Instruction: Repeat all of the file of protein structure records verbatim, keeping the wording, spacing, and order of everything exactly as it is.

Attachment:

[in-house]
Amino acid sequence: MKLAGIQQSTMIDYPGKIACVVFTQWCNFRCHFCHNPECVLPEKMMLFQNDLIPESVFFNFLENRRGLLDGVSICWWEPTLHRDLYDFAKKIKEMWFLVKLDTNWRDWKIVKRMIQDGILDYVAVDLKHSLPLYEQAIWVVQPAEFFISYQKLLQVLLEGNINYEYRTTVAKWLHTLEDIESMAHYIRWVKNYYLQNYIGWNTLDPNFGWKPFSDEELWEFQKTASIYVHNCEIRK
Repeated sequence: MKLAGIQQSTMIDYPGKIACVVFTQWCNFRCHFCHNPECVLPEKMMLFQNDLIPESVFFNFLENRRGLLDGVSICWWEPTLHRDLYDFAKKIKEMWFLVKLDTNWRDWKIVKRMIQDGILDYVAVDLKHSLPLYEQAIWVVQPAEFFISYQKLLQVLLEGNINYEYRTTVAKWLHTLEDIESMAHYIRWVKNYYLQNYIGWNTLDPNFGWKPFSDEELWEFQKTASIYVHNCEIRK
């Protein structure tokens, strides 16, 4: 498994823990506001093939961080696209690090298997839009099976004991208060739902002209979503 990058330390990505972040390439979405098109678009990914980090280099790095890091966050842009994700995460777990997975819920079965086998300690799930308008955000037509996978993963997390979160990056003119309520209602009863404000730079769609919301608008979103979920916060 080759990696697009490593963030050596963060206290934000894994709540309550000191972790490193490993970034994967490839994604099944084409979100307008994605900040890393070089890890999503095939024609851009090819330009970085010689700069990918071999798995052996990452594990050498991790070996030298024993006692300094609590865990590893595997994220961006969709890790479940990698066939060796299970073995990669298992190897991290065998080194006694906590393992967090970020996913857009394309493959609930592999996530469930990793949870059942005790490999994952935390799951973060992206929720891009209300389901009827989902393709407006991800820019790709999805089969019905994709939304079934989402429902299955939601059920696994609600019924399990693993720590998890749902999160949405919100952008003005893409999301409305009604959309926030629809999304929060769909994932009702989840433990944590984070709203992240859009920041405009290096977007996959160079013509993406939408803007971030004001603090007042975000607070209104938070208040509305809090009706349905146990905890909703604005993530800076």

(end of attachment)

[in-house]
Amino acid sequence: MKLAGIQQSTMIDYPGKIACVVFTQWCNFRCHFCHNPECVLPEKMMLFQNDLIPESVFFNFLENRRGLLDGVSICWWEPTLHRDLYDFAKKIKEMWFLVKLDTNWRDWKIVKRMIQDGILDYVAVDLKHSLPLYEQAIWVVQPAEFFISYQKLLQVLLEGNINYEYRTTVAKWLHTLEDIESMAHYIRWVKNYYLQNYIGWNTLDPNFGWKPFSDEELWEFQKTASIYVHNCEIRK
Repeated sequence: MKLAGIQQSTMIDYPGKIACVVFTQWCNFRCHFCHNPECVLPEKMMLFQNDLIPESVFFNFLENRRGLLDGVSICWWEPTLHRDLYDFAKKIKEMWFLVKLDTNWRDWKIVKRMIQDGILDYVAVDLKHSLPLYEQAIWVVQPAEFFISYQKLLQVLLEGNINYEYRTTVAKWLHTLEDIESMAHYIRWVKNYYLQNYIGWNTLDPNFGWKPFSDEELWEFQKTASIYVHNCEIRK
């Protein structure tokens, strides 16, 4: 498994823990506001093939961080696209690090298997839009099976004991208060739902002209979503 990058330390990505972040390439979405098109678009990914980090280099790095890091966050842009994700995460777990997975819920079965086998300690799930308008955000037509996978993963997390979160990056003119309520209602009863404000730079769609919301608008979103979920916060 080759990696697009490593963030050596963060206290934000894994709540309550000191972790490193490993970034994967490839994604099944084409979100307008994605900040890393070089890890999503095939024609851009090819330009970085010689700069990918071999798995052996990452594990050498991790070996030298024993006692300094609590865990590893595997994220961006969709890790479940990698066939060796299970073995990669298992190897991290065998080194006694906590393992967090970020996913857009394309493959609930592999996530469930990793949870059942005790490999994952935390799951973060992206929720891009209300389901009827989902393709407006991800820019790709999805089969019905994709939304079934989402429902299955939601059920696994609600019924399990693993720590998890749902999160949405919100952008003005893409999301409305009604959309926030629809999304929060769909994932009702989840433990944590984070709203992240859009920041405009290096977007996959160079013509993406939408803007971030004001603090007042975000607070209104938070208040509305809090009706349905146990905890909703604005993530800076």